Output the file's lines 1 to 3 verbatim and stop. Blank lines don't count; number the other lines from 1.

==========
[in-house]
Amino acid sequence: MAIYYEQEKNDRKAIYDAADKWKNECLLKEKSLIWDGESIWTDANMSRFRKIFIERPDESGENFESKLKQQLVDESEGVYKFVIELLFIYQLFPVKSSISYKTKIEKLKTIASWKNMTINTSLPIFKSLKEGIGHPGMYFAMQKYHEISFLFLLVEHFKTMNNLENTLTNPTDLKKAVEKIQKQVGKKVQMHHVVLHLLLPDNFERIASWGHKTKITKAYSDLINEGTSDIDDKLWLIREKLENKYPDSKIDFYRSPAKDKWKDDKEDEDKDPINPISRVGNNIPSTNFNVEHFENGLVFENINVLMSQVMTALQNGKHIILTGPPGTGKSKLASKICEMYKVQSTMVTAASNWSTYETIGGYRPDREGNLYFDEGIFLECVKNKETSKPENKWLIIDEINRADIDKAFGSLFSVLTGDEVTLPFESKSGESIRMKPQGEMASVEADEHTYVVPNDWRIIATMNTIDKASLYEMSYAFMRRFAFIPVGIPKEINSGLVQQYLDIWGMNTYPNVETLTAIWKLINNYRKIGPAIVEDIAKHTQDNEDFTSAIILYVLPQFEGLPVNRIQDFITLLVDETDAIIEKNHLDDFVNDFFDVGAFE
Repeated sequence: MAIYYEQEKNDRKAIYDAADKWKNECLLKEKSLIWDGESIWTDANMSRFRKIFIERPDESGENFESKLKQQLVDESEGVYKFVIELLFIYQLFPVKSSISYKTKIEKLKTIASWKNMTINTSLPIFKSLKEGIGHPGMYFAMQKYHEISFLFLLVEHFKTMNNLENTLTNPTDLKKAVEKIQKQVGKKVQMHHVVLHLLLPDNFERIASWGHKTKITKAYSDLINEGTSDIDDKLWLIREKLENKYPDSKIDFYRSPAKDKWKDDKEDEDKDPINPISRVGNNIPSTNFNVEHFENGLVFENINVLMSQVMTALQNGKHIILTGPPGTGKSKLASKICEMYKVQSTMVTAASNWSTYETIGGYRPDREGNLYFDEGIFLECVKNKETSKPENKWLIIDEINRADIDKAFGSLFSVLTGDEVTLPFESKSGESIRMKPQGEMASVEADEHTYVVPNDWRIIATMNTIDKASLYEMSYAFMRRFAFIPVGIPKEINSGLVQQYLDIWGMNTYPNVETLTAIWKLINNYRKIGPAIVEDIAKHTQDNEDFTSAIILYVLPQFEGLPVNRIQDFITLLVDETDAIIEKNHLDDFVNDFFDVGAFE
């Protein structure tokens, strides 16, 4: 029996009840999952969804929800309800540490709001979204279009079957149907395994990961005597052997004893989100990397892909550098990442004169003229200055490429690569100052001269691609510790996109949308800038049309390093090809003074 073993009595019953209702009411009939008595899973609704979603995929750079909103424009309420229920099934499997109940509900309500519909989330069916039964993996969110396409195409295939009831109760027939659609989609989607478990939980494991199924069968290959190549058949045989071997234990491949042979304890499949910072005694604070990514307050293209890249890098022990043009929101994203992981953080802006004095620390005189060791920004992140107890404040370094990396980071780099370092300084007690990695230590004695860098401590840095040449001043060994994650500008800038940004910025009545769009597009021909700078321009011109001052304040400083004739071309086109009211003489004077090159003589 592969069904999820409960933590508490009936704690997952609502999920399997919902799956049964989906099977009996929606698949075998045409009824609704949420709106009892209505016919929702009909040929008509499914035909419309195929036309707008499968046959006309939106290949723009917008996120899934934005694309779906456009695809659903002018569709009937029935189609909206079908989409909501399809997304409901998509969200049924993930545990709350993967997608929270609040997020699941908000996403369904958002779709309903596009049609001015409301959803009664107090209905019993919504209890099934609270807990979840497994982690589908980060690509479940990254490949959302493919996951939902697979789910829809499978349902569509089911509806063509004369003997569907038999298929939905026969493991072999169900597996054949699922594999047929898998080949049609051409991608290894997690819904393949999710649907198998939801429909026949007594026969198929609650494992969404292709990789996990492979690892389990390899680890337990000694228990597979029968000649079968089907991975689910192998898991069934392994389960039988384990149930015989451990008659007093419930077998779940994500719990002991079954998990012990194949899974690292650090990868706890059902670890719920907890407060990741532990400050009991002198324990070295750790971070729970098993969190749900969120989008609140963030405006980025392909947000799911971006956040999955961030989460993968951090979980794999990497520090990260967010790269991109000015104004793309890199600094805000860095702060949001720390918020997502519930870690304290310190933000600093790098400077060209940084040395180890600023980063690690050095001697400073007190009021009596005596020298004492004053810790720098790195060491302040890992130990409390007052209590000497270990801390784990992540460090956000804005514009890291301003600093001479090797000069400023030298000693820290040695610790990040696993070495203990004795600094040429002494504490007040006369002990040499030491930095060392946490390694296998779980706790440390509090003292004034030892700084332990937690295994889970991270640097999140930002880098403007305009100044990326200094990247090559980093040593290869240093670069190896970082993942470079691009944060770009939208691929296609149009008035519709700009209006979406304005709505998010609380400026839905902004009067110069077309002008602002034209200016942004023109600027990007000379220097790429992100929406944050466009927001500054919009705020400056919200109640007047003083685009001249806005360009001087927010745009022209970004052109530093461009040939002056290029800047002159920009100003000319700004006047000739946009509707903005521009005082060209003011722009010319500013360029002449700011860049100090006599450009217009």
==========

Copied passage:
[in-house]
Amino acid sequence: MAIYYEQEKNDRKAIYDAADKWKNECLLKEKSLIWDGESIWTDANMSRFRKIFIERPDESGENFESKLKQQLVDESEGVYKFVIELLFIYQLFPVKSSISYKTKIEKLKTIASWKNMTINTSLPIFKSLKEGIGHPGMYFAMQKYHEISFLFLLVEHFKTMNNLENTLTNPTDLKKAVEKIQKQVGKKVQMHHVVLHLLLPDNFERIASWGHKTKITKAYSDLINEGTSDIDDKLWLIREKLENKYPDSKIDFYRSPAKDKWKDDKEDEDKDPINPISRVGNNIPSTNFNVEHFENGLVFENINVLMSQVMTALQNGKHIILTGPPGTGKSKLASKICEMYKVQSTMVTAASNWSTYETIGGYRPDREGNLYFDEGIFLECVKNKETSKPENKWLIIDEINRADIDKAFGSLFSVLTGDEVTLPFESKSGESIRMKPQGEMASVEADEHTYVVPNDWRIIATMNTIDKASLYEMSYAFMRRFAFIPVGIPKEINSGLVQQYLDIWGMNTYPNVETLTAIWKLINNYRKIGPAIVEDIAKHTQDNEDFTSAIILYVLPQFEGLPVNRIQDFITLLVDETDAIIEKNHLDDFVNDFFDVGAFE
Repeated sequence: MAIYYEQEKNDRKAIYDAADKWKNECLLKEKSLIWDGESIWTDANMSRFRKIFIERPDESGENFESKLKQQLVDESEGVYKFVIELLFIYQLFPVKSSISYKTKIEKLKTIASWKNMTINTSLPIFKSLKEGIGHPGMYFAMQKYHEISFLFLLVEHFKTMNNLENTLTNPTDLKKAVEKIQKQVGKKVQMHHVVLHLLLPDNFERIASWGHKTKITKAYSDLINEGTSDIDDKLWLIREKLENKYPDSKIDFYRSPAKDKWKDDKEDEDKDPINPISRVGNNIPSTNFNVEHFENGLVFENINVLMSQVMTALQNGKHIILTGPPGTGKSKLASKICEMYKVQSTMVTAASNWSTYETIGGYRPDREGNLYFDEGIFLECVKNKETSKPENKWLIIDEINRADIDKAFGSLFSVLTGDEVTLPFESKSGESIRMKPQGEMASVEADEHTYVVPNDWRIIATMNTIDKASLYEMSYAFMRRFAFIPVGIPKEINSGLVQQYLDIWGMNTYPNVETLTAIWKLINNYRKIGPAIVEDIAKHTQDNEDFTSAIILYVLPQFEGLPVNRIQDFITLLVDETDAIIEKNHLDDFVNDFFDVGAFE